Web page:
Risk & Compliance

Two Former Finance Execs Charged with Fraud

Ex-CFO and previous senior vice president of finance at Enterasys allegedly engaged in a revenue-recognition scheme to inflate the company's share ...
Stephen TaubMay 24, 2004

The Department of Justice has brought fraud and other related charges against two former finance executives and another former executive of Enterasys Network Systems Inc., a computer hardware and software corporation.

The 15-count indictment was brought against Robert Gagalis, former executive vice president and chief financial officer; Bruce Kay, former senior vice president of finance; and Gayle Spence, former vice president and director of internal sales. Enterasys succeeded Cabletron Systems Inc., when the two companies merged in August 2001.

The charges stem from an alleged revenue-recognition scheme that involved altering and backdating contracts, entering into secret side deals, and making false representations in filings to the Securities and Exchange Commission, according to the Justice Department. The false representations were allegedly made in company press releases and to the company’s outside auditors.

To boost the company’s stock price and improve their own status within the company, Gagalis, Kay, Spence, and others caused Enterasys to falsely report that it had met or exceeded internal revenue projections and Wall Street expectations, the indictment alleged.

At the close of the September 1, 2001, quarter, the company’s outside auditors chose a number of transactions for revenue testing, including a transaction with Ariel, a China-based company, the Justice Department asserted. The defendants and others allegedly became aware that the transaction documents contained terms that would negate the U.S. company’s recognition of about $3.5 million in revenue.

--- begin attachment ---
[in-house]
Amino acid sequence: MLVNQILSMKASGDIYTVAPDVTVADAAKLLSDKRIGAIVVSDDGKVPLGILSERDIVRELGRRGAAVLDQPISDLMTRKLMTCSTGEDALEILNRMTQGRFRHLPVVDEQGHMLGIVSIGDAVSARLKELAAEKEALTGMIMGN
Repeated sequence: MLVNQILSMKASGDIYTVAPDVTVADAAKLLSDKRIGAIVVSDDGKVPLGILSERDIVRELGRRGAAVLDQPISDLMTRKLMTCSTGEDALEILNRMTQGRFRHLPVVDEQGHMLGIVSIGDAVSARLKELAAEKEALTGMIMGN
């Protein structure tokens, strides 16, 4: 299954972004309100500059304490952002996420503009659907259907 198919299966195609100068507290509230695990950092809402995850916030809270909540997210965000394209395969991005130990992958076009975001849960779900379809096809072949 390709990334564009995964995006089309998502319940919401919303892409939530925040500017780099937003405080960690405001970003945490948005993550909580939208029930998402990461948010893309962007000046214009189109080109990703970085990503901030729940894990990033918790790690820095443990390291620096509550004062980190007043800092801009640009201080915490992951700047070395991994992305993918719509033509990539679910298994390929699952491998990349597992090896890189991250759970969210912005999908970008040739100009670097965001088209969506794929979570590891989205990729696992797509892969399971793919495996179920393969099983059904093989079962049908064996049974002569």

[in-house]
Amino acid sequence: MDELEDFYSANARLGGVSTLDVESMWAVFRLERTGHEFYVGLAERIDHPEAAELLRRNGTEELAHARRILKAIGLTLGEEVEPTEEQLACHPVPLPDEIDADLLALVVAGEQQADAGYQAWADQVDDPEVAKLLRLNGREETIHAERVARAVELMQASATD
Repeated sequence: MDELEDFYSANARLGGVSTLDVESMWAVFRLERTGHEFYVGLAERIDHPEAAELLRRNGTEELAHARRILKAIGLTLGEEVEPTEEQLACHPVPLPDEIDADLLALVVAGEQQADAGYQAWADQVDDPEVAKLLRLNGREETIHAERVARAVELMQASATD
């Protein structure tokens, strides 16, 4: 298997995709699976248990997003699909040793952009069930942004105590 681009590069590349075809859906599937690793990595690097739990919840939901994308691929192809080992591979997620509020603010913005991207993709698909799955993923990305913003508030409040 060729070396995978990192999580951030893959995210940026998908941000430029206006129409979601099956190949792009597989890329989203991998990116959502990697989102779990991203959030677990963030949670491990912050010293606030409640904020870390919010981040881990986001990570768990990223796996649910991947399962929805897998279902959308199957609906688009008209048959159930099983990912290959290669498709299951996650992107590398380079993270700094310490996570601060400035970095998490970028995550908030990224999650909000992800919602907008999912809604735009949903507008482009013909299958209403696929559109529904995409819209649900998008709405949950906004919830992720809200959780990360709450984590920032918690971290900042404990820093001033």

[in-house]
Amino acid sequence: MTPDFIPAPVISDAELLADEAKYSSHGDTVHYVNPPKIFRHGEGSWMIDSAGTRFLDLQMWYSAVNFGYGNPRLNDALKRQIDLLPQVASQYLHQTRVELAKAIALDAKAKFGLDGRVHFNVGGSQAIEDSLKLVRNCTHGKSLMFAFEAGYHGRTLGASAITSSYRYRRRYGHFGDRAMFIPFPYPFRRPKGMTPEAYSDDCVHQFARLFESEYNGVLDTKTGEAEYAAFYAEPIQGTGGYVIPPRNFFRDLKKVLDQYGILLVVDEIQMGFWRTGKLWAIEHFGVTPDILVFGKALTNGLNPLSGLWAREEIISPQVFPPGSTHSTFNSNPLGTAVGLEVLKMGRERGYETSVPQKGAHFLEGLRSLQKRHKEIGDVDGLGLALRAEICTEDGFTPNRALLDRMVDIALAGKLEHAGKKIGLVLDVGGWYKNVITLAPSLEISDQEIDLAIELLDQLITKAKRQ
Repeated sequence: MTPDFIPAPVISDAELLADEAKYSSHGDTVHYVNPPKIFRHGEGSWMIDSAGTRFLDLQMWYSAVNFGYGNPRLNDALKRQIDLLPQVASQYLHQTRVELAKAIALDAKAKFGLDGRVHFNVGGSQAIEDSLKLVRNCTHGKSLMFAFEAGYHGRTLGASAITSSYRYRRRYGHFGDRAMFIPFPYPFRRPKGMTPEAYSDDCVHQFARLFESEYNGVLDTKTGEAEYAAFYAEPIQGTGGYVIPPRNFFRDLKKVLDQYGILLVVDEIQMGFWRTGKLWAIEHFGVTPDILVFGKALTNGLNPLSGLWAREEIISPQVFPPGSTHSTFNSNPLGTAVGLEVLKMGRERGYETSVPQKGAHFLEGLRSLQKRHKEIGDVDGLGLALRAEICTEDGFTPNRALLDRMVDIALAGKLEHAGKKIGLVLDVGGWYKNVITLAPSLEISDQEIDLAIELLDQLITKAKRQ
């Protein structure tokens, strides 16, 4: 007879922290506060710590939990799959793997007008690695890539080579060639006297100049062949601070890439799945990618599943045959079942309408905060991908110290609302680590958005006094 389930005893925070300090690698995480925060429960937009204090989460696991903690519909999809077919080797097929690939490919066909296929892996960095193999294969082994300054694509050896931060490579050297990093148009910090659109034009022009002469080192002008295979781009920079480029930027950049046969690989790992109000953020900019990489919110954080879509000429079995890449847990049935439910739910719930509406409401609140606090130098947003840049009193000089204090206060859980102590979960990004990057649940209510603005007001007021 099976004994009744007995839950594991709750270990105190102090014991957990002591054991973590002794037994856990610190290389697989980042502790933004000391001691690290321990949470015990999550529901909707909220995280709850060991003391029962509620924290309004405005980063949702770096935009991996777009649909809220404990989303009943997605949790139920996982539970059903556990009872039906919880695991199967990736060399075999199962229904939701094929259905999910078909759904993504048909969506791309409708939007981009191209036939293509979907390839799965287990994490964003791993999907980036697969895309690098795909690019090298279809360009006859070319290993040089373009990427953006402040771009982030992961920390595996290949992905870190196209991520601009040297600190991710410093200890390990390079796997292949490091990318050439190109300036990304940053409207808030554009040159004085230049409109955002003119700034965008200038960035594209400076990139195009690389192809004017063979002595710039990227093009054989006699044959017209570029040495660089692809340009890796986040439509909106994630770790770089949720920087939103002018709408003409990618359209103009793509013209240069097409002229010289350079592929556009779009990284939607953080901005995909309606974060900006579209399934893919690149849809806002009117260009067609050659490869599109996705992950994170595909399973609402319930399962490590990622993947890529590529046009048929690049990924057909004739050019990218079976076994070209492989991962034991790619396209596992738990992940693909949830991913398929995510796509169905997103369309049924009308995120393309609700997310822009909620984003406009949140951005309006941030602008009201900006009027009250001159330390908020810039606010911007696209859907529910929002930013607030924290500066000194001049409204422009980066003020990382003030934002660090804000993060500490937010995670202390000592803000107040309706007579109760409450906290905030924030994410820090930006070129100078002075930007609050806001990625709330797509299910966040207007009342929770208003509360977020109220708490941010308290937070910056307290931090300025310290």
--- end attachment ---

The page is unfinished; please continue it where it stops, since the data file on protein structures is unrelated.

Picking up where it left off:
Knowing that Enterasys was trying to “make its numbers” for a sixth straight quarter, the three indicted individuals and others allegedly caused the problematic terms to be deleted from one of the transaction documents. They then backdated the document to make it seem that it had been executed before the close of the quarter, according to the Justice Department.

The DOJ accused the individuals and others of altering and backdating the document to be sent to the company’s outside auditors. In addition, they allegedly issued a secret side letter to Ariel, which they withheld from the auditors, that restated the problematic terms.

“The public is entitled to honest books that reflect the real value of a company,” said Assistant Attorney General Christopher Wray. “When corporate executives allegedly cook the books to create the illusion of success, they undermine the integrity of the marketplace.”